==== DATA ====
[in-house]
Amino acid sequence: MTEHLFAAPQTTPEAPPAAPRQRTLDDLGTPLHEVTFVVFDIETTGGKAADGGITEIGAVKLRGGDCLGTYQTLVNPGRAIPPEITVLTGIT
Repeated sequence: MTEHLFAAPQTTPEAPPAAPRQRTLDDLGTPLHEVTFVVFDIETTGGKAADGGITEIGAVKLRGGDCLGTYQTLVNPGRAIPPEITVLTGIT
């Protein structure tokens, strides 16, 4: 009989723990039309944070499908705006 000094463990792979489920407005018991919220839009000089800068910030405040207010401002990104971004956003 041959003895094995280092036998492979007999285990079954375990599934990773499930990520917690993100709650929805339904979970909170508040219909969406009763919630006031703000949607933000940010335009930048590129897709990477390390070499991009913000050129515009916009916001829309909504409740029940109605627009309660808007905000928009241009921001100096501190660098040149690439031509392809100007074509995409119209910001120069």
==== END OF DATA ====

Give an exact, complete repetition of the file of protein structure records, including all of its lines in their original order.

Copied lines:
[in-house]
Amino acid sequence: MTEHLFAAPQTTPEAPPAAPRQRTLDDLGTPLHEVTFVVFDIETTGGKAADGGITEIGAVKLRGGDCLGTYQTLVNPGRAIPPEITVLTGIT
Repeated sequence: MTEHLFAAPQTTPEAPPAAPRQRTLDDLGTPLHEVTFVVFDIETTGGKAADGGITEIGAVKLRGGDCLGTYQTLVNPGRAIPPEITVLTGIT
């Protein structure tokens, strides 16, 4: 009989723990039309944070499908705006 000094463990792979489920407005018991919220839009000089800068910030405040207010401002990104971004956003 041959003895094995280092036998492979007999285990079954375990599934990773499930990520917690993100709650929805339904979970909170508040219909969406009763919630006031703000949607933000940010335009930048590129897709990477390390070499991009913000050129515009916009916001829309909504409740029940109605627009309660808007905000928009241009921001100096501190660098040149690439031509392809100007074509995409119209910001120069």